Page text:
How pervasive is helping at IDEO? Our network mapping revealed an extraordinary fact: In the office we studied, nearly every person was named as a helper by at least one other person. Even more amazing, an overwhelming majority of employees (about 89%) showed up on at least one other employee’s list of top five helpers. Clearly, effective helping isn’t a rare skill. Most people at IDEO learn to do it as they become steeped in the culture of the organization, participate in its regular activities, and develop networks within the firm. It would be hard, we think, to achieve this simply by communicating the desired culture. And indeed, IDEO goes much further, building the value of help into formal processes and explicit roles.

Help is embedded in the entire design process, from IDEO’s famous brainstorming sessions, through formal design reviews, to the many forms of support and encouragement for project teams seeking feedback on ideas. In this way IDEO builds essential habits of mind. In fact, Brown told us, when help is not seen as an integral part of the process, “teams will rush through their project and get quite close to the end before they realize ‘Wow, we completely missed something—which we wouldn’t have missed if we had stopped and asked for help.’”

Most IDEO project teams have one or more senior designers assigned as helpers. These people have expertise in a given domain, deep experience with the team’s client, or simply a reputation for being particularly good helpers. They are generally available to the team and check in with it periodically throughout the project.

Slack in the Organization

Remember that helping is a discretionary behavior. That’s true even for a formally assigned helper at IDEO: The role is only a small part of anyone’s overall job. A potential helper may or may not be able (or willing) to respond to any given request. Because IDEO wants helping to occur, it must avoid overloading people with tasks of their own. Notice the implication: Time that might be spent on billable client work is made available to facilitate ad hoc assistance. This strongly reinforces messages exhorting people to help their colleagues.

The Surprising Omissions

These keys to collaborative help at IDEO may seem uncontroversial. But note what isn’t part of the equation: some of corporate leadership’s favorite talent-management levers. The firm seems not to rely on fancy collaborative software tools or other technologies (although e-mail and videoconferencing are used frequently). Most pointedly, financial incentives don’t play a prominent role in promoting the culture of help.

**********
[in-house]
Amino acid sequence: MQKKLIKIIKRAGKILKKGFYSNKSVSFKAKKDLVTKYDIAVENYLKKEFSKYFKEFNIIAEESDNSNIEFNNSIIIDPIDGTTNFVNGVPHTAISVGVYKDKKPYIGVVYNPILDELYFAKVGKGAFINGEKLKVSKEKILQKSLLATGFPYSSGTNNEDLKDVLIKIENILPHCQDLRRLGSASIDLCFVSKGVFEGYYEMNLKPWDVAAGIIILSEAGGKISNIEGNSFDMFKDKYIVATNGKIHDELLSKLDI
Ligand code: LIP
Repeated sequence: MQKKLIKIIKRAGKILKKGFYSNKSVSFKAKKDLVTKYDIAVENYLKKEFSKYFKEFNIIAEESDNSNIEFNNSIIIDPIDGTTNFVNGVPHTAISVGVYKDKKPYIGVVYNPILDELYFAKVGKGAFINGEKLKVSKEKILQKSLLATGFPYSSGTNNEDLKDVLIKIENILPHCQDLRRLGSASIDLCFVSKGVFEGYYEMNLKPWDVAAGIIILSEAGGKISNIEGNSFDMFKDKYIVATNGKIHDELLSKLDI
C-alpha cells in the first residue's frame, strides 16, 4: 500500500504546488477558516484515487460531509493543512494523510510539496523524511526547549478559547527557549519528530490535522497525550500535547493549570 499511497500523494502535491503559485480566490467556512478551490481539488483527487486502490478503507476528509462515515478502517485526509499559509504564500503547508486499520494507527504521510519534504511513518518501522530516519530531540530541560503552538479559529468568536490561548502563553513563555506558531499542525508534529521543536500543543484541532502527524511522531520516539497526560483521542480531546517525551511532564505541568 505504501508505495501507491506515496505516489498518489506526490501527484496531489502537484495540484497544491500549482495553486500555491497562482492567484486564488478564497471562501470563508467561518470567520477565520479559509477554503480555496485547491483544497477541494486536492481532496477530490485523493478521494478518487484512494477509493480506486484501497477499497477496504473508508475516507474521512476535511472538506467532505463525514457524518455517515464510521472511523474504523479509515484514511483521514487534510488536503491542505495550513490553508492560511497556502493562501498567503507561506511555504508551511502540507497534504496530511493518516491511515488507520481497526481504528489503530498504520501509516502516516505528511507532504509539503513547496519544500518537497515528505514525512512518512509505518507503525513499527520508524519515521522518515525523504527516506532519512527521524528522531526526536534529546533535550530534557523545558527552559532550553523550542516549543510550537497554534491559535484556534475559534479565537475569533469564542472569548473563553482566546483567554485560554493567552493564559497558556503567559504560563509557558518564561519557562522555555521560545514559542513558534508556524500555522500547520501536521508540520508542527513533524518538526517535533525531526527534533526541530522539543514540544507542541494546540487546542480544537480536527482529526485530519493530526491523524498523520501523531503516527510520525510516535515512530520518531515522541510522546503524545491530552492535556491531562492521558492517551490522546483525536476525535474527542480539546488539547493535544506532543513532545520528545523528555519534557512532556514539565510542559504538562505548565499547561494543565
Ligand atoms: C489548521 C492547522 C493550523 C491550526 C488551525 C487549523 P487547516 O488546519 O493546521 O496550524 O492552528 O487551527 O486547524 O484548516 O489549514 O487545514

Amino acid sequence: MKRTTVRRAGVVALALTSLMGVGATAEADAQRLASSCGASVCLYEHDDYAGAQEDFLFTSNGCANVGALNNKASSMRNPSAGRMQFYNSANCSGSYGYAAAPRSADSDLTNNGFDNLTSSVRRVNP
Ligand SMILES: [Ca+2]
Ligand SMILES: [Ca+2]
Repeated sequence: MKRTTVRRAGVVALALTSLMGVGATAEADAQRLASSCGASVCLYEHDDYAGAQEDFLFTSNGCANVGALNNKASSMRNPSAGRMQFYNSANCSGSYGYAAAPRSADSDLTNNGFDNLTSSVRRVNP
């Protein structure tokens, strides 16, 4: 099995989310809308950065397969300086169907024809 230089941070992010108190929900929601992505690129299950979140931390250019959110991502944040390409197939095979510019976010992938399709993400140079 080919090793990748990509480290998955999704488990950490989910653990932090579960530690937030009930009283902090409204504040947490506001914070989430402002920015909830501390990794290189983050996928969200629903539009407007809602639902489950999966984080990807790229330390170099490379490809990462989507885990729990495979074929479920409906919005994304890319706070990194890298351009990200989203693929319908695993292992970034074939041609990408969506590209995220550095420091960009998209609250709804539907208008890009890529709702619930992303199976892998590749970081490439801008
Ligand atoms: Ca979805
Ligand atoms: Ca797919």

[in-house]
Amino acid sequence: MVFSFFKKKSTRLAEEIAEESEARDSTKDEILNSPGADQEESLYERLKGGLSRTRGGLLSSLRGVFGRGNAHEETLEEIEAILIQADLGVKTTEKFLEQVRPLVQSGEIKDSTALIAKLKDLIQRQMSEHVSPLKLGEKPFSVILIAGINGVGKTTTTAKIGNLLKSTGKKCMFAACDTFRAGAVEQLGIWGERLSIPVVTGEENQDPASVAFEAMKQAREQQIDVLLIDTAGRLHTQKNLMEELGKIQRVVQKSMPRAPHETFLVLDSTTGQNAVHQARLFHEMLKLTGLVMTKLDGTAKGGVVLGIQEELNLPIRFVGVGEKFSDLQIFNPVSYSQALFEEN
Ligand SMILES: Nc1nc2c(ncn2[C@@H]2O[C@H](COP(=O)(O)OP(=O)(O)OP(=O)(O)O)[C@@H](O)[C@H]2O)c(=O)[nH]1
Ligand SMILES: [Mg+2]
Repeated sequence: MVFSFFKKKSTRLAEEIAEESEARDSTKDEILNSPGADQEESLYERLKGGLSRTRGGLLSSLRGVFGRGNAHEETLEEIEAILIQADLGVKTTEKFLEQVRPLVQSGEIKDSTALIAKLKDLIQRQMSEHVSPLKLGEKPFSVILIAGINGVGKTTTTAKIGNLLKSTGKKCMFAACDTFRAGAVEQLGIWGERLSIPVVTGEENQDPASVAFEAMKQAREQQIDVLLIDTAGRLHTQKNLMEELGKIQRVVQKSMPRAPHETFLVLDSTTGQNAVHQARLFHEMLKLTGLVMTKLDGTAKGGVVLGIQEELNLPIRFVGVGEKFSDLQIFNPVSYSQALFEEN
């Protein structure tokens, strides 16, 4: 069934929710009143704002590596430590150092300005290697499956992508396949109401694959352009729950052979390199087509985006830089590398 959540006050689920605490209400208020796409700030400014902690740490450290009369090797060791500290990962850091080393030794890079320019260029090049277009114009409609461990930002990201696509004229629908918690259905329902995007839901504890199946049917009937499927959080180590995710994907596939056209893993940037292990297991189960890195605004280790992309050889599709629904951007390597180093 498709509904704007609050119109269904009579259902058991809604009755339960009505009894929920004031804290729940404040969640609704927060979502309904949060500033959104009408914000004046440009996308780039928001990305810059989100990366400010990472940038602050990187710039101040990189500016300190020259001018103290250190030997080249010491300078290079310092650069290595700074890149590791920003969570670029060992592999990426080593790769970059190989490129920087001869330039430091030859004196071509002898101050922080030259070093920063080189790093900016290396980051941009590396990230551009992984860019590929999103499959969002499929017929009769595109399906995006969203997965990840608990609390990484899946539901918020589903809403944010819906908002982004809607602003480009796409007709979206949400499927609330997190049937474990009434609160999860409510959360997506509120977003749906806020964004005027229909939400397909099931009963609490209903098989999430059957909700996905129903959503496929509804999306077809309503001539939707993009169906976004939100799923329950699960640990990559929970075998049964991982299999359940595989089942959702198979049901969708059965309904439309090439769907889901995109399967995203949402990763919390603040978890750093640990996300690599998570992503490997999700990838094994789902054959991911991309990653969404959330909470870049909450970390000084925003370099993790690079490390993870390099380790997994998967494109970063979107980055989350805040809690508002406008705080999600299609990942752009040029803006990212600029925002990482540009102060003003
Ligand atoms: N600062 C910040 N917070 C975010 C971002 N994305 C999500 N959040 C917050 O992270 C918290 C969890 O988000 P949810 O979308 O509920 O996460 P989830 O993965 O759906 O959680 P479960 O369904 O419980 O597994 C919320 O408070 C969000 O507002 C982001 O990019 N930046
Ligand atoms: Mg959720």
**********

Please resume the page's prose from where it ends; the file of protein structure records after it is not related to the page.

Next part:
To be sure, executives have help in mind when evaluating job candidates. Brown wrote about this recently: “During job interviews, I listen for a couple things. When people repeatedly say ‘I,’ not ‘we,’ when recounting their accomplishments, I get suspicious. But if they’re generous with giving credit and talk about how someone else was instrumental in their progress, I know that they give help as well as receive it.” Helpfulness is considered in promotions as well. It is a value that everyone in a senior position at IDEO is expected to model. But on a daily basis, the incentive to help comes from the simple gratitude it produces and the recognition of its worth.

This apparent joy in collaborative helping speaks to a larger reality of IDEO’s culture: It is not about cutthroat competition. Many organizations discourage helping, at least implicitly, because it is seen as incompatible with individual responsibility for productivity. Some have cultures that actually promote competition among peers, so aiding a colleague seems self-defeating. IDEO’s message is that the thing to beat is the best work you could have done without help—and that when the firm produces the best work possible for clients, all its employees do better.


1. Using the competing values framework as a point of reference, how would you describe the current organizational culture at IDEO? Provide examples to support your conclusions.

2. What type of culture is desired by Tim Brown to meet his goals? Does the company have this type of culture? Discuss.

3. Which of the 12 ways to embed organizational culture has IDEO used to create its current culture? Provide examples to support your conclusions.

4. Does Tim Brown want to create more of a mechanistic or organic organization? Explain the rationale for his preference.

5. What is the most important lesson from this case? Discuss.

Source: Excerpted from T. Amabile, C. M. Fisher, and J. Pillemer, “IDEO’s Culture of Helping,” Harvard Business Review, January– February 2014, pp. 55–61.